New advances in research into cloud-aerosol interaction
In order to explain global climate change, increasingly accurate understanding of aerosols and their interaction with clouds is needed. Even today, the role of aerosols continues to be the most important uncertainty factor relating to climate change. Unlike greenhouse gases, aerosols cool down the climate, but estimates of their cooling effect remain rather inaccurate. Aerosols are known to form cloud droplets, and clouds are known to affect the radiation balance of the atmosphere. For years, scientists have been keen to uncover factors contributing to the formation of cloud droplets. The new study published in Nature now takes this line of research one step further.
Each cloud droplet contains at least one aerosol particle. In other words, cloud droplets need a condensation nucleus.
"For us, the most important thing has been to identify which aerosol particles eventually become cloud droplets and which don't," says Professor Ari Laaksonen from the University of Eastern Finland and the Finnish Meteorological Institute.
"Very small particles are usually not very effective condensation nuclei due to the high surface tension of water. However, the situation changes if these particles contain compounds that reduce surface tension sufficiently."
Some aerosols are more effective cloud nuclei than others
An article published in Nature in 1999 observed that when a large amount of mist water was collected in a container, organic compounds found in water were effective in reducing the water's surface tension, which led scientists to conclude that the reduced surface tension also affected the formation of mist droplets. However, Laaksonen and his colleagues noticed that the findings contained a shortcoming which the authors of the article hadn't taken into consideration.
"Compounds that reduce surface tension – surfactants – are of course effective on the water surface. If water in a laboratory container is broken down into tiny droplets, the water's surface area grows significantly. Consequently, the concentration of organic compounds on the water surface becomes so low that it may no longer have much effect on the water's surface tension," Laaksonen says.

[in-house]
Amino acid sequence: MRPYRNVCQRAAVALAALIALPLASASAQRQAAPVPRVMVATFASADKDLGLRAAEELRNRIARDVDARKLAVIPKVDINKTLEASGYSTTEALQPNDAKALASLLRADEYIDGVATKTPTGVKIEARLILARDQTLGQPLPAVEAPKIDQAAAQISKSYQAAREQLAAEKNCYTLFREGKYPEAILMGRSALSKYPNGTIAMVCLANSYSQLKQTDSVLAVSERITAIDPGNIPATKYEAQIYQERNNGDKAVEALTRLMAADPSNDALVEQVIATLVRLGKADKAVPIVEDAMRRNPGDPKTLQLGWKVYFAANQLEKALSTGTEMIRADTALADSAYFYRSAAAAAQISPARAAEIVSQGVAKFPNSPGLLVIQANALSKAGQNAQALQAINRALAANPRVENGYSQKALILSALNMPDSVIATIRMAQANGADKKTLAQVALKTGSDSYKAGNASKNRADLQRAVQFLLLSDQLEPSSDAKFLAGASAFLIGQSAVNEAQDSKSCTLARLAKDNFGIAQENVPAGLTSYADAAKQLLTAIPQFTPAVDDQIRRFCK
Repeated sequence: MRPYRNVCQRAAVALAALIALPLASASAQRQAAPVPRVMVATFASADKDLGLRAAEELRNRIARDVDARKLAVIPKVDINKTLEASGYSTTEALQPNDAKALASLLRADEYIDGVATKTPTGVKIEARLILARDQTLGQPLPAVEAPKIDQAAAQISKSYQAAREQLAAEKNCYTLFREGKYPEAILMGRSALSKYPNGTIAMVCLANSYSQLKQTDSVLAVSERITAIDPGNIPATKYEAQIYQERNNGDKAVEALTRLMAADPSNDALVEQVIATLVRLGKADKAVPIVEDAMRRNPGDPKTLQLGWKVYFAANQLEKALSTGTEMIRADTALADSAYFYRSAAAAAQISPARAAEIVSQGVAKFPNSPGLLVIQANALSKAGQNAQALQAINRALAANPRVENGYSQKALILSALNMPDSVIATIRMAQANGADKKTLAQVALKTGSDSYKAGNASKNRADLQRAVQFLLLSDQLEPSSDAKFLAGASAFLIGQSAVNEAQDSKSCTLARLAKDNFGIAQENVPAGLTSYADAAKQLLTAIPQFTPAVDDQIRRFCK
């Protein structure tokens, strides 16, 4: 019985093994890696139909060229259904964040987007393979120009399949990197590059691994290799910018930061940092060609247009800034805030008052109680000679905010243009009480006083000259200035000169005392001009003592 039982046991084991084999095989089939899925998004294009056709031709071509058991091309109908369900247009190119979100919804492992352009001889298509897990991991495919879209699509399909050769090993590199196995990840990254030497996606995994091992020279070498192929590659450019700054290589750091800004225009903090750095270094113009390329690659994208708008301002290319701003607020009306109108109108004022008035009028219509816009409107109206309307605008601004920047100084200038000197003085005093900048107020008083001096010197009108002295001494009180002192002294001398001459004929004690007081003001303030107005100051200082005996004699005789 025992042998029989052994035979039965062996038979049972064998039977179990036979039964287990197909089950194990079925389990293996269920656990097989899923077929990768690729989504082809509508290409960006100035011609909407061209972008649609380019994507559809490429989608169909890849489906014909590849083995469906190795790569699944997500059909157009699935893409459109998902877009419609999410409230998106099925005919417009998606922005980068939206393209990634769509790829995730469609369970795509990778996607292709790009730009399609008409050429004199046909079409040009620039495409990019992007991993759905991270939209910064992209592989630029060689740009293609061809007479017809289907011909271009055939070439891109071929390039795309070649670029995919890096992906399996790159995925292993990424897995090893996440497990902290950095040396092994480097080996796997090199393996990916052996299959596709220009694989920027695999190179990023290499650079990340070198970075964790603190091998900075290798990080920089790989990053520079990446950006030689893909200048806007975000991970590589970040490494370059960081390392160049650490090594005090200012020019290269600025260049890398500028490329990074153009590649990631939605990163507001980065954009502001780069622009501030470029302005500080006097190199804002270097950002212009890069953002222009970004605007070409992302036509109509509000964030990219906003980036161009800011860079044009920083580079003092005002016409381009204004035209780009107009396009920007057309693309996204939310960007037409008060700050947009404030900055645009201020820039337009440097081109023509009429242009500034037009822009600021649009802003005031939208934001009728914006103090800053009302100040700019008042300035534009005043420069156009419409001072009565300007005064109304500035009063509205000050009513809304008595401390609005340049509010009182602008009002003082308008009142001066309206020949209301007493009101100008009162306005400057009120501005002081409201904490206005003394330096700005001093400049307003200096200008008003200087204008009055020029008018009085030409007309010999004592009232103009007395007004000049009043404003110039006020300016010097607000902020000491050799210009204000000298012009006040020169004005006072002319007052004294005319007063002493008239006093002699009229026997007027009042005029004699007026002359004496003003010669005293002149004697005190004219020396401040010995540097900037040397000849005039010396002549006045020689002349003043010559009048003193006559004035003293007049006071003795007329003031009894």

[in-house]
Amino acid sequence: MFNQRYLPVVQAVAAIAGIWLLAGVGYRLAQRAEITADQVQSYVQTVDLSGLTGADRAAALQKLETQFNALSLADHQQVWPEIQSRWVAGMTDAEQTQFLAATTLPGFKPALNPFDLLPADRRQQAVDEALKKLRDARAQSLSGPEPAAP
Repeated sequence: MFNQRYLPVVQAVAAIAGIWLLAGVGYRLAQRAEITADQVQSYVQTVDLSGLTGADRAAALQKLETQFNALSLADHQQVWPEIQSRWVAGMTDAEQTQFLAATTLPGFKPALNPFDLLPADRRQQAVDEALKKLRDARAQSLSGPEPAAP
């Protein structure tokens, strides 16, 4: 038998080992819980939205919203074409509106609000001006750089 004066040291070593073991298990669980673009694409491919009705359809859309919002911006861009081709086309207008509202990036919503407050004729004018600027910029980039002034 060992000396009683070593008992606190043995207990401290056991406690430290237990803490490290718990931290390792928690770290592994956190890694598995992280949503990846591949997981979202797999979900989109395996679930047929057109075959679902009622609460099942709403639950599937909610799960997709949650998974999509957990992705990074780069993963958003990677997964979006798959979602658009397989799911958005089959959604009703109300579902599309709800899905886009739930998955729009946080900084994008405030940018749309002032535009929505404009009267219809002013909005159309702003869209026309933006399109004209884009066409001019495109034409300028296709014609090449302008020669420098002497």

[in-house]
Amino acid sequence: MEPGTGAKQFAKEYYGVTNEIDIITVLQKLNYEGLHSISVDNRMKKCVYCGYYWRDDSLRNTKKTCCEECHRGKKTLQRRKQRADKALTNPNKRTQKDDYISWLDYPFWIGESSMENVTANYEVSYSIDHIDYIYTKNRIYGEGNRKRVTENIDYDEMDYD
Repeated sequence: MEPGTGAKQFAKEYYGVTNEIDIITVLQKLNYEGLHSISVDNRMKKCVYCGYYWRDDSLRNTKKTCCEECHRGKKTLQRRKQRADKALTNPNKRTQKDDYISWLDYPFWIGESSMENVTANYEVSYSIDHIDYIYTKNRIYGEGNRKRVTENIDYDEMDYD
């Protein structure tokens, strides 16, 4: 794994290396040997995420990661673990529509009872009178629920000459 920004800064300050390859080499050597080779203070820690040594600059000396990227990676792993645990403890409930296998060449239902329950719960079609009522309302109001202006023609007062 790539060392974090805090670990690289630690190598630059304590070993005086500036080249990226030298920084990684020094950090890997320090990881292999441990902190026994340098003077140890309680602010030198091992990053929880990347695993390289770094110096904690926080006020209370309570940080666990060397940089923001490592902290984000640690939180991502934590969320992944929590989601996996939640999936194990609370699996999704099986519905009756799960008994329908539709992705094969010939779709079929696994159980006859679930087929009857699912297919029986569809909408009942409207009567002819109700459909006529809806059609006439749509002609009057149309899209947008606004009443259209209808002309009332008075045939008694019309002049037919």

"According to theoretical calculations, however, certain kinds of "super" surfactants could affect the formation of cloud droplets, but up until now, scientists hadn't been able to find such compounds among atmospheric aerosols."
Now, however, scientists have discovered aerosols that are very effective cloud nuclei. These aerosols were found in measurements carried out for the new study in the North Atlantic. The aerosols contained sulphate and organic compounds, and their effects on cloud formation could not be explained by anything else than reduced surface tension. Although the organic molecules within the aerosols could not be identified precisely, the measurements provided sufficient data for modelling of the phenomenon. This made it possible to conclude that due to droplet phase separation, the droplet is divided into two parts, and only the surface of the droplet has organic compounds on it. This is enough to reduce the surface tension, making it easier for the condensation nucleus to grow into a cloud droplet.
"We have confirmed that in some cases, reduced surface tension can help droplets turn into cloud droplets. This means that the number of cloud droplets that form can be significantly higher than predicted by current climate models. Next, we'll study whether this phenomenon exists globally and how this new information affects climate change modelling."
For further information, please contact:
Research Professor Ari Laaksonen, tel. +358 40 513 7900, ari.laaksonen(at)fmi.fi
Surface tension prevails over solute effect in organic-influenced cloud droplet activation. Jurgita Ovadnevaite, Andreas Zuend, Ari Laaksonen, Kevin J. Sanchez, Greg Roberts, Darius Ceburnis, Stefano Decesari, Matteo Rinaldi, Natasha Hodas, Maria Cristina Facchini, John H. Seinfeld & Colin O' Dowd Nature (2017) doi:10.1038/nature22806